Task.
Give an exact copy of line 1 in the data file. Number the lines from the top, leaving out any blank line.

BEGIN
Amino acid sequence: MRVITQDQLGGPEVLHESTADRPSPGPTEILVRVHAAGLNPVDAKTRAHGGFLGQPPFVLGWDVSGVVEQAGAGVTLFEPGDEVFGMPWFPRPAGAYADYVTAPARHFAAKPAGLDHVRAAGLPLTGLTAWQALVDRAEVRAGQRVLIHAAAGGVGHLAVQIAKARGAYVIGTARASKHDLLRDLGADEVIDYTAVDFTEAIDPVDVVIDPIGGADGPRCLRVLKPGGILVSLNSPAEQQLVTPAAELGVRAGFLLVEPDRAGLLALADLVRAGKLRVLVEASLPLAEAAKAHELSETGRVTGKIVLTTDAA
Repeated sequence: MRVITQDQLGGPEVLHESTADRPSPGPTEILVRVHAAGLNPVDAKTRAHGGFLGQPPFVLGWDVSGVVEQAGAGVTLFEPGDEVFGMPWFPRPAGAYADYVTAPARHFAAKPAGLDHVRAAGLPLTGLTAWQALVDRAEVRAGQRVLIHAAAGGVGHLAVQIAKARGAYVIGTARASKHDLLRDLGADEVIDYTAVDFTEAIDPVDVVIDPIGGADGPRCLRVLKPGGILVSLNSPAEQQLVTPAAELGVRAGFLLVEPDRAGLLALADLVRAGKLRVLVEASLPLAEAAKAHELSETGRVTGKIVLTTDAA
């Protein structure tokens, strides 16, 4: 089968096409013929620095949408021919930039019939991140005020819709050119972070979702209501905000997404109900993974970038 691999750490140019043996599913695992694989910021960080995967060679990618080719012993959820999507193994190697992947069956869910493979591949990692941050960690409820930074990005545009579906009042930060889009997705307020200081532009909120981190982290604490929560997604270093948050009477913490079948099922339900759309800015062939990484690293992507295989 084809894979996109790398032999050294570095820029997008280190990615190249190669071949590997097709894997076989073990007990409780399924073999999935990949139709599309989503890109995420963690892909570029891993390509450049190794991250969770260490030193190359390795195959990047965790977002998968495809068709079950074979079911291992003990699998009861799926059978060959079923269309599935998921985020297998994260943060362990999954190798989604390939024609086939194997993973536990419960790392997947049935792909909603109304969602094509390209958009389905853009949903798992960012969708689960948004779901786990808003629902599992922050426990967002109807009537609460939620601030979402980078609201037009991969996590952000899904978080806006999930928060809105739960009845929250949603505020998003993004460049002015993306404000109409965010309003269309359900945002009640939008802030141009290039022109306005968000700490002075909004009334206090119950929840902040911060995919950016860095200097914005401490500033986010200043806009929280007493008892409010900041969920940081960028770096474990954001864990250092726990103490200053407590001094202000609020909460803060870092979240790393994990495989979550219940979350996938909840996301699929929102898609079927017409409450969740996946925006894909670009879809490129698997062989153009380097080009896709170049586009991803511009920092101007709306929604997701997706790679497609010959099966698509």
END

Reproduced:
Amino acid sequence: MRVITQDQLGGPEVLHESTADRPSPGPTEILVRVHAAGLNPVDAKTRAHGGFLGQPPFVLGWDVSGVVEQAGAGVTLFEPGDEVFGMPWFPRPAGAYADYVTAPARHFAAKPAGLDHVRAAGLPLTGLTAWQALVDRAEVRAGQRVLIHAAAGGVGHLAVQIAKARGAYVIGTARASKHDLLRDLGADEVIDYTAVDFTEAIDPVDVVIDPIGGADGPRCLRVLKPGGILVSLNSPAEQQLVTPAAELGVRAGFLLVEPDRAGLLALADLVRAGKLRVLVEASLPLAEAAKAHELSETGRVTGKIVLTTDAA